CBD (Chinese Business District) inserted visual memory into the built environment of what was once New Orleans’ Chinatown. From the 1880s through the 1930s, the largest Chinatown in the southeastern United States was scattered over several blocks in what became NOLA’s Central Business District (CBD). Almost all the buildings from this time are gone, and almost no photographs of them exist. Most New Orleanians have no idea what was once there.

During the Chinese New Year season of 2015, I sought to excavate the memory of this forgotten place. Using the research of geographer and project partner Richard Campanella as a guide, I installed New Year decorations on sites that were once part of Chinatown. The installations, the photographs created of them and the subsequent on-site exhibit of those photographs reference the layers of lived experience that form the bedrock of a city: a unique cultural enclave, urban development, urban decay, and then urban development once again.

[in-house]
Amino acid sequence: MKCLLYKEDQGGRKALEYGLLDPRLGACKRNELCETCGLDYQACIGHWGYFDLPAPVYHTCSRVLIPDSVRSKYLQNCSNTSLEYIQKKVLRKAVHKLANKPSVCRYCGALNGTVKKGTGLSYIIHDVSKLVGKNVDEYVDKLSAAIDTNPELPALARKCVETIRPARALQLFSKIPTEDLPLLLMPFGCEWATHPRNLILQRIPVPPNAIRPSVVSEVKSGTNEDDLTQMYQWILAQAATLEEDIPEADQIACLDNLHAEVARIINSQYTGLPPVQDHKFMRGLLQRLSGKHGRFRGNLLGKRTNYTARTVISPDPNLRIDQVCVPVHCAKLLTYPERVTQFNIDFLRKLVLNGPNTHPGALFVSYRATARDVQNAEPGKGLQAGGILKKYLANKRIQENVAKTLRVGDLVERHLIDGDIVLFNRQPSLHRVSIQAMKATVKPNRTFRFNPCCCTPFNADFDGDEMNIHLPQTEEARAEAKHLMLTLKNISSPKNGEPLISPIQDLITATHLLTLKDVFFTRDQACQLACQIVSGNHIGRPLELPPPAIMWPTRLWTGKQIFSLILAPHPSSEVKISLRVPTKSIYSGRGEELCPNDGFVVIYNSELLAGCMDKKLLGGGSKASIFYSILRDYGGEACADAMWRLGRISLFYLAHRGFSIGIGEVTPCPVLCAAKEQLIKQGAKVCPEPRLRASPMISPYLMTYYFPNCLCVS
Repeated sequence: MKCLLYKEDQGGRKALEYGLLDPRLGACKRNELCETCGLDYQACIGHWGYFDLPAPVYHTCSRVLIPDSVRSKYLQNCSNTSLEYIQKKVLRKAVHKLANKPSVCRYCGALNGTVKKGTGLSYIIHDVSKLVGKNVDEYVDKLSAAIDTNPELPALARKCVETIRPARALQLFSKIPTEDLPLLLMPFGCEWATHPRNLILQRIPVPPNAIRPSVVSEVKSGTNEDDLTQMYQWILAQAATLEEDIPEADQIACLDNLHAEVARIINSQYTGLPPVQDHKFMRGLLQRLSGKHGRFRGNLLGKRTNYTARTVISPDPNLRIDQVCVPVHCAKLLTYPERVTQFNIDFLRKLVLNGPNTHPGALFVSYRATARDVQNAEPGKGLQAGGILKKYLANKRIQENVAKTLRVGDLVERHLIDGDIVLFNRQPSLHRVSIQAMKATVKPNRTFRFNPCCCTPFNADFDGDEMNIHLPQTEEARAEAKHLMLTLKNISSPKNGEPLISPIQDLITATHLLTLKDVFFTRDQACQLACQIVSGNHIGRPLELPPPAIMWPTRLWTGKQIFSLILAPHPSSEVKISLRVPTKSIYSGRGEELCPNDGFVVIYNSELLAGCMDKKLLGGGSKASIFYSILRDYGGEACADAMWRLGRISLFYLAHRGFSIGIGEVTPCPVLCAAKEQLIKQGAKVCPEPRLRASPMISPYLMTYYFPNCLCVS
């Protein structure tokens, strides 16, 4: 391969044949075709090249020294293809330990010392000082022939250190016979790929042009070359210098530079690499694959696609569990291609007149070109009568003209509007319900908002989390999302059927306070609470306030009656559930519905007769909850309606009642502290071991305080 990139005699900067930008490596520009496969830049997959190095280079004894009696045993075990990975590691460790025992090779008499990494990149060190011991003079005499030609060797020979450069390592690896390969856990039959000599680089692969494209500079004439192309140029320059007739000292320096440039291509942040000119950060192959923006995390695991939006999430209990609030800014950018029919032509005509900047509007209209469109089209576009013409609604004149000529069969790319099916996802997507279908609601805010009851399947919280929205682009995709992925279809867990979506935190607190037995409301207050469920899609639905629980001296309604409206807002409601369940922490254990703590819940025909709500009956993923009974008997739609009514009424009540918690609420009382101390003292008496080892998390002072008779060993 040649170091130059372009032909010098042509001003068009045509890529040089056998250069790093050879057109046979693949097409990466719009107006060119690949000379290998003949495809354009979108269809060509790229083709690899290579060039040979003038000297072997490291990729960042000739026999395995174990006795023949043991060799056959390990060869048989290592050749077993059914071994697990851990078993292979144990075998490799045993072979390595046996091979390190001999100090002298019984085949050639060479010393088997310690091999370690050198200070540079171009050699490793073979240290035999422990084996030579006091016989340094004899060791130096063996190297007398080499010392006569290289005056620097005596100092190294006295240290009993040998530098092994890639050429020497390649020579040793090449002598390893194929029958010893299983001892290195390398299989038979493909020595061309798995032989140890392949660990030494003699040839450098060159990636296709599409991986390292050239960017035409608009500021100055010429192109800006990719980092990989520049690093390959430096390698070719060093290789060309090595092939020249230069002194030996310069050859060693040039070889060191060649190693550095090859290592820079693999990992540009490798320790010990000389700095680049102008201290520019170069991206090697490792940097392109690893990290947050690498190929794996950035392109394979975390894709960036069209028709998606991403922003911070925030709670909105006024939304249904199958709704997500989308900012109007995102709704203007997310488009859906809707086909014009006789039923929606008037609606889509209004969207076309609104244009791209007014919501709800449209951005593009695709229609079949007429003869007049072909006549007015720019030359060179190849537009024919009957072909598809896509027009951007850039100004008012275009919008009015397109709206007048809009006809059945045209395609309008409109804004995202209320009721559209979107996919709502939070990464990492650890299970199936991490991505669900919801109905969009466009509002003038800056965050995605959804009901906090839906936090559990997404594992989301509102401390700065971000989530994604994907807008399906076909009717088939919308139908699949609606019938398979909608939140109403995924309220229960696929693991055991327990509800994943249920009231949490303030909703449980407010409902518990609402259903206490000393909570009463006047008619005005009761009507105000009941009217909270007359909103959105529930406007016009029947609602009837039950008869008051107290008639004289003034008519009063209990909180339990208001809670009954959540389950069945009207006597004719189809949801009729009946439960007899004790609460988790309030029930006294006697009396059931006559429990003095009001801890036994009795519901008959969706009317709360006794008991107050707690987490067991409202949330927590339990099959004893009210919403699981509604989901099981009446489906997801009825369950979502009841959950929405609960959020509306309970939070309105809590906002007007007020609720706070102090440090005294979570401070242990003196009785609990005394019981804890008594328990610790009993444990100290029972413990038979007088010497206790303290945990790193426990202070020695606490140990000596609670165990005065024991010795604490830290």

Accompanying this exploration of the built environment was a portrait series engaging with the legacy of NOLA’s Chinatown: a small but close-knit Chinese American community, many descended from the immigrants who built this first Chinese American business district. The community is anchored by the Chinese Presbyterian Church in the suburb of Kenner, which began as a mission in Chinatown in 1882. With no built history of the neighborhood remaining, this community is both its living past and its vital, very New Orleanian present.
The project culminated in a storefront exhibition and a public presentation. The presentation was attended by over 100 people, including many members of the Chinese Presbyterian Church.
CBD (Chinese Business District) was created in partnership with Richard Campanella, professor of geography at Tulane School of Architecture. The project drew upon his extensive research, including his map identifying the landmarks of NOLA’s Chinatown in 1916.
CBD (Chinese Business District) was made possible by A Studio in the Woods’ Flint and Steel Residency.